When New York Times
columnist Maureen Dowd asked, "Are
Men Necessary?" in the title
of her funny book critiquing today's
gender-confused culture, I took the
question to be a rhetorical play on
E.B. White and James Thurber's "Is
I wrote in response
that, yes, men are necessary, if not
to certain women, then certainly to
children, who, despite the creative
inventions of many modern mothers,
seem to love their daddies.
At least they love
the idea of Daddy, since so few children
these days get to have a real one.
A third of all American children are
born to unwed mothers and half will
sleep tonight in a house where their
biological father does not live.
This past Sunday,
the New York Times was replete with
stories that answer both Dowd's question
and that posed by Thurber and White.
Not only are men not necessary, but
neither is sex in many cases.
The cover story of
the Times' Sunday Magazine, for instance,
was headlined "Looking For Mr.
Good Sperm" and featured women
who have given up on Mr. Right and
are searching instead for a good vial
Another Times story
was about "virtual visitation,"
which allows absent dads to stay in
touch with their kids through instant
messaging and webcams. A third told
the plight of unwed fathers powerless
to block the adoption of their babies.
Finally, the fourth
was a first-person narrative by a
woman who married and had a child
with an incarcerated murderer, whom
she later abandoned. The dad, not
While such distilled
summaries can't tell the whole story,
the unspoken essence is that women
have all the power when it comes to
children, and men are only as good
as their sperm count.
The most potent of
these stories was the one about Mr.
Sperm, as it underscored how Techos
is winning the war against Eros, and
leaving us spiritually poorer for
the victory. In one particularly chilling
segment, women went looking for specific
features in sperm donors to achieve
a certain look in their children.
Our embrace of superficiality
is rarely so vividly displayed as
when an African-American woman chose
a Latino donor so her child would
have lighter skin and nonkinky hair.
A Jewish woman opted for a 6-foot-2
German/Catholic with blond curls and
blue eyes in order to avoid Jewish
traits she found unappealing and,
one can't help proposing, to make
a point her therapist can sort out.
Of course, people
who marry and couple the traditional
way also make genetic selections,
if often unconsciously. But the calculated,
literally detached selection of a
stranger's body fluids versus the
random matings that passion inspires
feels as sterile as the vial containing
the lucky specimen. Obviously, there
is difference between infertile couples
who resort to sperm donation and single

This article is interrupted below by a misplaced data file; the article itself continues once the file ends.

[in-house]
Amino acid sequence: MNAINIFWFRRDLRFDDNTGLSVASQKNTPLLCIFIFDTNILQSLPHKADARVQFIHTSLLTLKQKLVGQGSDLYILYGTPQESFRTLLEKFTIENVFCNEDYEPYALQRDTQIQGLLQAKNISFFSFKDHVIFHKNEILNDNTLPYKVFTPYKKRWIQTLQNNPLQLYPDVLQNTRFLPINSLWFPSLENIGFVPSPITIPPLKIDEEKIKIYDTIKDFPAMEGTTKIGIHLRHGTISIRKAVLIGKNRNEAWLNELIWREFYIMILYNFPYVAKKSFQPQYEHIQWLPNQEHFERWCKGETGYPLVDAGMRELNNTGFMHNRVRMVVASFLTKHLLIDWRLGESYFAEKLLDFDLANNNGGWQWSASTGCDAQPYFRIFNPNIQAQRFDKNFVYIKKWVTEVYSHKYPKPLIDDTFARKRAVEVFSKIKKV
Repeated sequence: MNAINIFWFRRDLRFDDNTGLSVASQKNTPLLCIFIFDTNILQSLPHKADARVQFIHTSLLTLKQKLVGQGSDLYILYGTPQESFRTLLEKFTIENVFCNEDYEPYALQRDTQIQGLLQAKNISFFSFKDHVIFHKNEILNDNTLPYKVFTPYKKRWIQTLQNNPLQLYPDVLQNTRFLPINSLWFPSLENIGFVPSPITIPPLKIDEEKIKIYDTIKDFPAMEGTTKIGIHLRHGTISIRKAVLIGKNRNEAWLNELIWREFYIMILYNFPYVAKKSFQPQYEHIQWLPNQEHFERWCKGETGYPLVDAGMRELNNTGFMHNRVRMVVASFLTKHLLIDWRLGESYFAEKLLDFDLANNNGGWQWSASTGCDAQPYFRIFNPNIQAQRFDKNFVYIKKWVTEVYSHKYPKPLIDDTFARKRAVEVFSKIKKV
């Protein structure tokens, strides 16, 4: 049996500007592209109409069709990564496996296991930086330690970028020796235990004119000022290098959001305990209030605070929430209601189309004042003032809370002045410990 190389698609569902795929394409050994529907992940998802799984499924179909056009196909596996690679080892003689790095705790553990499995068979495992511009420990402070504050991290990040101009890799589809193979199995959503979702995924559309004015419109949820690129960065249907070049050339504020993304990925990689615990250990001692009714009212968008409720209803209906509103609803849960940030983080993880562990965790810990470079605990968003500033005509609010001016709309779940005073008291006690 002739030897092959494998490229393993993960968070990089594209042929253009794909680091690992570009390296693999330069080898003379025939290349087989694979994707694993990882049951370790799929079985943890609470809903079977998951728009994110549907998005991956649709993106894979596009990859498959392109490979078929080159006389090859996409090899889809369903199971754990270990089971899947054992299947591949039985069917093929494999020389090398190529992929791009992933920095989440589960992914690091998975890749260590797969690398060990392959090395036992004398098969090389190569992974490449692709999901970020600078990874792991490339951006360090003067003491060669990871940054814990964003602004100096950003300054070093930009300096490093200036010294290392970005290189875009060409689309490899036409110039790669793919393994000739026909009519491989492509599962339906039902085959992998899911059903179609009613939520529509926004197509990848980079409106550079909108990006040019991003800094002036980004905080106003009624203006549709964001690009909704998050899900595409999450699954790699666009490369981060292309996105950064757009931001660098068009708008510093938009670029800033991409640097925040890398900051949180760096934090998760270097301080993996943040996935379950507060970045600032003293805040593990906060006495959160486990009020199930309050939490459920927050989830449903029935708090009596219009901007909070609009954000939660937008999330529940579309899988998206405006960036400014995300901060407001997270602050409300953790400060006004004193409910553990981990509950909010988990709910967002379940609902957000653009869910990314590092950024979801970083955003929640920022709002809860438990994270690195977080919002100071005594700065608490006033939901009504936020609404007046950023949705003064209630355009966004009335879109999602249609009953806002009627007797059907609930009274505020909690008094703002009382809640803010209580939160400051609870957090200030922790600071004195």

women who can't manage a relationship
with men for whatever reason.
While it's easy to
understand a woman's desire to have
a child, it is less easy to understand
how it was decided that fathers are
nonessential. I find little comfort
in the fact that some sperm donors
agree to meet their "offspring"
when the child reaches age 18.
on one end balanced against narcissistic
self-fulfillment on the other offers
little to soothe the restless soul.
Or the child, who might like to have
a real daddy tuck him in at night.
Or, perhaps, attend
her piano recital, rather than hear
her piece played during a virtual
Internet visit, as one dad did in
the Times story about long-distance
parenting. Virtual visits may be fun
and a great way to stay in touch with
friends and family, but they're never
a substitute for being there.
From the stories,
we can infer that the sperm-shopping
women didn't set out to be alone in
middle age and make families without
fathers, or that the virtual dads
hoped to have long-distance relationships
with their children. We also can figure
that unwed fathers don't mean to produce
accidental babies only to lose them.
Nor that the prisoner-wife dreamed
of someday having a child with a convicted
killer. Life is full of surprises.
terribly wrong with this picture,
and it is this: These are sad stories
that reveal symptoms of a diseased
culture in which human relationships
have no moral content and children
are treated as accessories to adult
lives. Yet, these trends are portrayed
as the latest gosh-gee fashions.
A society in which
women are alone, men are lonely, and
children don't have fathers is nothing
to celebrate. And a future world filled
with fatherless children - bereft
of half their identity and robbed
of a father's love, discipline and
authority - won't likely be a pleasant
place to live.
Kathleen Parker is
a popular syndicated columnist and
director of the School of Written
Expression at the Buckley School of
Public Speaking and Persuasion in
Camden, South Carolina.